Why Upgrading Skills Remains a Challenge to Closing the Digital Skills Gap in Industrial Revolution 4.0

Of the 150 companies surveyed, 75% said there was a lack of skills in their workforce, revealed India Skill Report 2022 by Wheebox, an online remotely proctored testing company. The survey further revealed that in the information technology, engineering and manufacturing industry, 80% of employers identify the skills gap as a problem. “The challenge is that the demand for skills-based knowledge in industry is increasing over time. However, the time needed to train and improve is limited,” Dilip Chenoy, former secretary general of the Federation of Indian Chambers of Commerce (FICCI) told FE Education Online. He pointed out that India should first create its skilled workforce, after which the country can plan to retain it.

India is expected to face a shortage of around 14 to 19 lakh technical professionals by 2026, according to data from the Nasscom-Zinnov 2022 report, the report revealed. For industry experts, the lack of skills and certification programs is one of the main reasons for this lack. “Institutions should leverage content available through free online platforms such as Study Webs of Active–Learning for Young Aspiring Minds (SWAYAM), to launch courses in institutions to address the challenge of the digital divide,” Kirti Seth, CEO, Sector Skill Council, National Association of Software and Services Companies (NASSCOM), said.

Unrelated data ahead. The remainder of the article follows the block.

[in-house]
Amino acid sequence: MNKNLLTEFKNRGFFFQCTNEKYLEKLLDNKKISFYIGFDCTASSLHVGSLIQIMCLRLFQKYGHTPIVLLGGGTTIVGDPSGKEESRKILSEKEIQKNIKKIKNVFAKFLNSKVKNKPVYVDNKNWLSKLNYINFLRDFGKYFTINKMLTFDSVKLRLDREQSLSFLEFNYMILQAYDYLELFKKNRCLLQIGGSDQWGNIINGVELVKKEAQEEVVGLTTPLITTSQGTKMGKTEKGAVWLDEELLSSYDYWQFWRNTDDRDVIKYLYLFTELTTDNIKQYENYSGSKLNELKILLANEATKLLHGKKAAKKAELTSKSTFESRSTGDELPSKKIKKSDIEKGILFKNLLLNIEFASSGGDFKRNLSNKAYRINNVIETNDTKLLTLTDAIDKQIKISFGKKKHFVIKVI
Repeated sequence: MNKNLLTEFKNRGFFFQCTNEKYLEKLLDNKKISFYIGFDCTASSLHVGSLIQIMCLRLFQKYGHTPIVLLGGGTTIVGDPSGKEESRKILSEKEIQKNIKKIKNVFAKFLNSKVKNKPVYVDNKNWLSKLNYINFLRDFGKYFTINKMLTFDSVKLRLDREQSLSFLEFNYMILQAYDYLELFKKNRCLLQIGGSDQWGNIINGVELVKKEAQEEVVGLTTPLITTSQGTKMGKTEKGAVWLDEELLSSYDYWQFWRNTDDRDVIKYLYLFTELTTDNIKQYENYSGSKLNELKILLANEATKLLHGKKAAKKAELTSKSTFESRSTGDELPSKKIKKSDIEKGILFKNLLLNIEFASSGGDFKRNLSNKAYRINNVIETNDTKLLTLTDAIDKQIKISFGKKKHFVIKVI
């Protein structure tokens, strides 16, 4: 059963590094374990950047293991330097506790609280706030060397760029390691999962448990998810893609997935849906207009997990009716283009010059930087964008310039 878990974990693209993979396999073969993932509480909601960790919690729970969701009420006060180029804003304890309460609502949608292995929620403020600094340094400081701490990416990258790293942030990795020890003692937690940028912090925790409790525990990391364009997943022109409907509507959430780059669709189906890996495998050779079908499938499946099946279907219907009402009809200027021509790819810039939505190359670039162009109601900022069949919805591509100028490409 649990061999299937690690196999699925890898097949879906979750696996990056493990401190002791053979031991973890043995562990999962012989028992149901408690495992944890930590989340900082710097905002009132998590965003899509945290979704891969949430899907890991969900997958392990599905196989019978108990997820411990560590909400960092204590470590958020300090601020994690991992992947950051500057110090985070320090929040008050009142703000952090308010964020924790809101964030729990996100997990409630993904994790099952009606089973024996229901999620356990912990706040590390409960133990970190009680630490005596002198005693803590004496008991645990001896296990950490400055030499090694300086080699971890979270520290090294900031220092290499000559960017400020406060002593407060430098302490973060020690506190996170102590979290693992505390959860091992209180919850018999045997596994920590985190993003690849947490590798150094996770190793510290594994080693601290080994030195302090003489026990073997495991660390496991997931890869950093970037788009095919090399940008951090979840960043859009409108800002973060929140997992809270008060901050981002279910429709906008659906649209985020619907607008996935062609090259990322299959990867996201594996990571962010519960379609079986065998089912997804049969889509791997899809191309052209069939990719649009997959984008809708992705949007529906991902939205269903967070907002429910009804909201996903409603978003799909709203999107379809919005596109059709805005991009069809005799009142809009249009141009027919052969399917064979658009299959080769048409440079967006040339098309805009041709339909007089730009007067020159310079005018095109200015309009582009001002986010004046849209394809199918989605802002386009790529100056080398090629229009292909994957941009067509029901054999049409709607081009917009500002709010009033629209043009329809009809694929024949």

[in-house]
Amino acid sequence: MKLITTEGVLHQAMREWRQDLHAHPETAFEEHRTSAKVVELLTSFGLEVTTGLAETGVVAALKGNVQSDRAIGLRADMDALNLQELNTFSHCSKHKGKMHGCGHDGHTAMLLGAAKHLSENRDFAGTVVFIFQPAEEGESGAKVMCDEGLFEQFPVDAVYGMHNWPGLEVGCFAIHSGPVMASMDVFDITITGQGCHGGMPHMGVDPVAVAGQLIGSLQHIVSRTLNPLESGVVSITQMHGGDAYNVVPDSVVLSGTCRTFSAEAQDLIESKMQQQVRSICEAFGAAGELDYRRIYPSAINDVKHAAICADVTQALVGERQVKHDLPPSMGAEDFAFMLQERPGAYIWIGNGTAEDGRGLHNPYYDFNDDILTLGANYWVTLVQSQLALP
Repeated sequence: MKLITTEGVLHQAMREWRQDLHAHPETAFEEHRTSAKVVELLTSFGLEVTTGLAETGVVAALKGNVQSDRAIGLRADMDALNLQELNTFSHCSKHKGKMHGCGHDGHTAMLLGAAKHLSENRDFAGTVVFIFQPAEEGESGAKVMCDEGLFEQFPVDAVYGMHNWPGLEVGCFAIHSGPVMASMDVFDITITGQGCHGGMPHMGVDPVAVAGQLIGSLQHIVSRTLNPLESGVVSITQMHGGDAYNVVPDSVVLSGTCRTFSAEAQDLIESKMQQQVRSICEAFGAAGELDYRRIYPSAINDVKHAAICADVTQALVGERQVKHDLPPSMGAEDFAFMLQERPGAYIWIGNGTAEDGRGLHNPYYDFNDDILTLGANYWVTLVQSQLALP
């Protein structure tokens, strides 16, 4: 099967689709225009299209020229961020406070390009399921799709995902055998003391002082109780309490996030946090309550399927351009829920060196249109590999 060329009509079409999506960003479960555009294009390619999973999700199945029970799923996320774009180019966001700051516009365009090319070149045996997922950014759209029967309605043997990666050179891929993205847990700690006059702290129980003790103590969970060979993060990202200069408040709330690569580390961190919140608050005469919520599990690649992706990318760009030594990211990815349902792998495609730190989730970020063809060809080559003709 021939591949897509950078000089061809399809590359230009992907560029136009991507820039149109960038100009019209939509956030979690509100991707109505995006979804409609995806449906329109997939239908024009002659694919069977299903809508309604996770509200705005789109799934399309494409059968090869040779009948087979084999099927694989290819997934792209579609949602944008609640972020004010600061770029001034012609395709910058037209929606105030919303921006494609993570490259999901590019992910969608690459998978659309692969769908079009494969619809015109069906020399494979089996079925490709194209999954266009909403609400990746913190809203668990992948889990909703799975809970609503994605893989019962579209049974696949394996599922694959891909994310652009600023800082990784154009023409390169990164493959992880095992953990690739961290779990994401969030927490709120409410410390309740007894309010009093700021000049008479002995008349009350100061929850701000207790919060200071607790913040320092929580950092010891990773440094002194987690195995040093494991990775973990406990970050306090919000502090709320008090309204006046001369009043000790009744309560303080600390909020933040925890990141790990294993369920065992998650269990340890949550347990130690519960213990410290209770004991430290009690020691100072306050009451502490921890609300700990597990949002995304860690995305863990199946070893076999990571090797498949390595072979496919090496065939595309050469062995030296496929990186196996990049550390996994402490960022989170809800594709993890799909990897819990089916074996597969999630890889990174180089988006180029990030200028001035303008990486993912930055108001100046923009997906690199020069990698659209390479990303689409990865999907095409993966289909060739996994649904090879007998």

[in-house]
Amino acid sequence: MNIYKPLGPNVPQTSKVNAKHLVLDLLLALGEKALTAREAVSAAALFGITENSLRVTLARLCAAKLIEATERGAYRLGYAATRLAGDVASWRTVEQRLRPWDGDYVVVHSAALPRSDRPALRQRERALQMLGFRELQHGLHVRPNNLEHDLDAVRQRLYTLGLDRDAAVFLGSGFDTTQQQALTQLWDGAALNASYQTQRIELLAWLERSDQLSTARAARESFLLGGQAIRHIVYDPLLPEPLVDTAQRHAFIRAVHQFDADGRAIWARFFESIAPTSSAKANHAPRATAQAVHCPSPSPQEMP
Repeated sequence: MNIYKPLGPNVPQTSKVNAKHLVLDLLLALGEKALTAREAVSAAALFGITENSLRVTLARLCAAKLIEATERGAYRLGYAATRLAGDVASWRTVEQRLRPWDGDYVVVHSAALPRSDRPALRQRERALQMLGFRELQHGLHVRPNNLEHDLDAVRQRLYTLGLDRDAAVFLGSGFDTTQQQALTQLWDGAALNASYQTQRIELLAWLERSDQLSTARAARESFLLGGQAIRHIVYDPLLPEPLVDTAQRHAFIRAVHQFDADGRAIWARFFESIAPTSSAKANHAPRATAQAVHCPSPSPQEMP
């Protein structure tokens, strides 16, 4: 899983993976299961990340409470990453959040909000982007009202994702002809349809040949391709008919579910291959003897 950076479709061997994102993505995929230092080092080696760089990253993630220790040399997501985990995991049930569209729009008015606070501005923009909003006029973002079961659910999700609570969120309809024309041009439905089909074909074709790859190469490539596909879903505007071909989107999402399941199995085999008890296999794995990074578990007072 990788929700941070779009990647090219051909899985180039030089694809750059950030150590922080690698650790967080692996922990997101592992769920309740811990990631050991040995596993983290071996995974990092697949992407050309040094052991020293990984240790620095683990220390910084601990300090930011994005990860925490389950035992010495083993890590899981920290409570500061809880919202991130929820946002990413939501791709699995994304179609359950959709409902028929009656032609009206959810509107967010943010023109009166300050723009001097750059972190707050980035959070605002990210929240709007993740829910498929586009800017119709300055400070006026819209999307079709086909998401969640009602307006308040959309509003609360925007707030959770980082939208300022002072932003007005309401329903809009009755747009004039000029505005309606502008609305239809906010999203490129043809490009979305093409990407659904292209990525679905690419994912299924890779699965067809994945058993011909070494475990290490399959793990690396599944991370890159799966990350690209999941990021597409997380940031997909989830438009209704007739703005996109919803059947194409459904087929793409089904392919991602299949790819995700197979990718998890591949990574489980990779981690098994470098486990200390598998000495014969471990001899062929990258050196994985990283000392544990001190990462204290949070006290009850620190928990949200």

In addition, experts have estimated that the skills needed to boost Industrial Revolution 4.0 mainly include soft and technical skills, artificial intelligence and machine learning-focused knowledge, and data and business analytics. “The Indian education system is mostly very old-fashioned. We need to bring cognitive skills, growth mindset, cultural intelligence and digital literacy, influence here to create innovators and entrepreneurs in the country,” Manish Malhotra, President, MD, Digital Commonwealth, Founder, Australian Technical and Management College (ATMC) Education Group, noted.

Interestingly, the Wheebox report found that the most employable score in academia was for Bachelor of Technology graduates with 55.1%, followed by MBA graduates with 55.09% and Bachelor of Arts with 44, 2%. “For non-STEM (science, technology, engineering, math) students, digital literacy is the need of the hour, which includes basic technical skills such as user interface and user experience ( UI/UX), knowledge of digital tools,” explained Seth.

Industries are expected to believe that government has a crucial role to play in revitalizing the skills and training ecosystem in the country. This can be done through industry-university collaborations, they reasoned. “Additionally, a strong regulatory mechanism is equally important to avoid monopoly by private actors,” said Kanagaratnam Baskaran, Pro-Vice-Chancellor, International Research Partnership, Deakin University.

Valerie J. Wallis